Washington, Feb 24 (ANI): Today, sky-watchers would be able to see Titan, Mimas, Dione, and Enceladus gliding together across Saturn's disk around the same time, using medium to large telescopes.
According to a report in National Geographic News, astronomers will be pointing the Hubble Space Telescope in Saturn's direction to capture the event.
"It was brought to our attention by an amateur astronomer in the Philippines, and it sounded like a good opportunity for us," said Keith Noll, of the Space Telescope Science Institute in Baltimore, Maryland.
"It's unusual to get that many moons on the disk at the same time," he added.
Even with small telescopes, sky-watchers will be able to see the largest moon, Titan, begin transiting, or crossing in front of, Saturn's northern hemisphere. People with at least mid-size telescopes will be able to see the smaller moons as well.
All four moons and their shadows will be visible at 9:25 a.m. ET. This means viewers on the Pacific Coast of North America-along with those in Alaska, Hawaii, Australia, and East Asia-will have the best views.
Naked-eye observers in northern latitudes will see Saturn as a bright golden star in the constellation Leo in the predawn skies today.
As luck would have it, the green comet Lulin will be making its closest approach to Earth at the same time, and the comet will be visible in very dark skies just below Saturn.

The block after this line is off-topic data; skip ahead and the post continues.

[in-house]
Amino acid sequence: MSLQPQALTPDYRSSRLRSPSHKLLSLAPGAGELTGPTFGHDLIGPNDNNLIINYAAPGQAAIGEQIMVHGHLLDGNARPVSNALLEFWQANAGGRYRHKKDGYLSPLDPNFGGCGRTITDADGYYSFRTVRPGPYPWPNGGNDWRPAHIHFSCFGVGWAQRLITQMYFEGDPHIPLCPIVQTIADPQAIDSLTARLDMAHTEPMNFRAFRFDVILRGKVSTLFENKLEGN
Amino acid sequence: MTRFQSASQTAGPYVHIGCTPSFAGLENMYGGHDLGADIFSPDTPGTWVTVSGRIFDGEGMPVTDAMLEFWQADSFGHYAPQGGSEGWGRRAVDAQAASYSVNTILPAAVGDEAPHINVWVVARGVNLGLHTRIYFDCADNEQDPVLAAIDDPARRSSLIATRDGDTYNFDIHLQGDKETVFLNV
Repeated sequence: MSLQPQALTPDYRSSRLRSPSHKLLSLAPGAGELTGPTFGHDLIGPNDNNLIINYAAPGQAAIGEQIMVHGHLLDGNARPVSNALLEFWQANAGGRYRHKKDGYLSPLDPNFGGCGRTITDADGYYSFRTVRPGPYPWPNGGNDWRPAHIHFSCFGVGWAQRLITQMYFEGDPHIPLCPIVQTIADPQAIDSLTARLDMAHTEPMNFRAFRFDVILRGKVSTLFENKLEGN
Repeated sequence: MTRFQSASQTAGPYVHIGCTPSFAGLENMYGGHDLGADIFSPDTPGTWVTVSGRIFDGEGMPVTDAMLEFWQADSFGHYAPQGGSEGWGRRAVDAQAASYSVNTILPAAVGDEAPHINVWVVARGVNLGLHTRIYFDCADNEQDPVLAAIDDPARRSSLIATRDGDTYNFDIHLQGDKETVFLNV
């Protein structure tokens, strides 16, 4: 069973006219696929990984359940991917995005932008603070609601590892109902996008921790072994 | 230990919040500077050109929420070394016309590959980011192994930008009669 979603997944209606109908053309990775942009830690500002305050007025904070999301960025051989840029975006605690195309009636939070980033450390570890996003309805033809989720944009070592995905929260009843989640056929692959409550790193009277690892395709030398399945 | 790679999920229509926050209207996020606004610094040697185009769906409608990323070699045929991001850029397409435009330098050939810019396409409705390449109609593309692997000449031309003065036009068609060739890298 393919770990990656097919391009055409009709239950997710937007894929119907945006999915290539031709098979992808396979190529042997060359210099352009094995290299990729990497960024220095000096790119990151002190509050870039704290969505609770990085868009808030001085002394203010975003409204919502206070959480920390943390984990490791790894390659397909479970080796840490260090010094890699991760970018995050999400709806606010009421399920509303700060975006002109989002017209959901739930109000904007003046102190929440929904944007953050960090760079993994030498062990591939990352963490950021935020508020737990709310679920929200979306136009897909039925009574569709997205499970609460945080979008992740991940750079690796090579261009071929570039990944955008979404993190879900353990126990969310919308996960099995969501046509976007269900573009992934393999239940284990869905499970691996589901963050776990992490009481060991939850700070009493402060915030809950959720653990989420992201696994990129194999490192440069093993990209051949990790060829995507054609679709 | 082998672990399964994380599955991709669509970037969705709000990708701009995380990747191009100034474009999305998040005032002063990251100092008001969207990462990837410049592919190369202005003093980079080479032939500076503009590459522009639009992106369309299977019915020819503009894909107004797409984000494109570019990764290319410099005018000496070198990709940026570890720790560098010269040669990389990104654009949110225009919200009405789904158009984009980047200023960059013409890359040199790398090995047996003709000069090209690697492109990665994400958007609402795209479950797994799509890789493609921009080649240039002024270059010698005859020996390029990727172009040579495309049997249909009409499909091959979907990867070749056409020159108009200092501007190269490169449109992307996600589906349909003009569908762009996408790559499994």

According to Noll, Hubble likely won't capture Lulin in the same frame as the transits, because the space telescope "will be zooming in to get great detail" of Saturn and its moons.
"But observers on Earth might be able to see the comet and Saturn dotted with moons in the same telescope view," he said.
In addition to capturing what promises to be a spectacular image, Hubble scientists think the data could reveal new scientific information.
"People are particularly interested in using Saturn as a 'backlight' to study Titan," Noll said.
As the large moon passes in front of the planet, astronomers will be able to examine Titan's atmosphere from a unique perspective.
"Likewise, the viewing angles that make the quadruple transit visible from Earth create interesting conditions for studying Saturn's rings," Noll said. (ANI)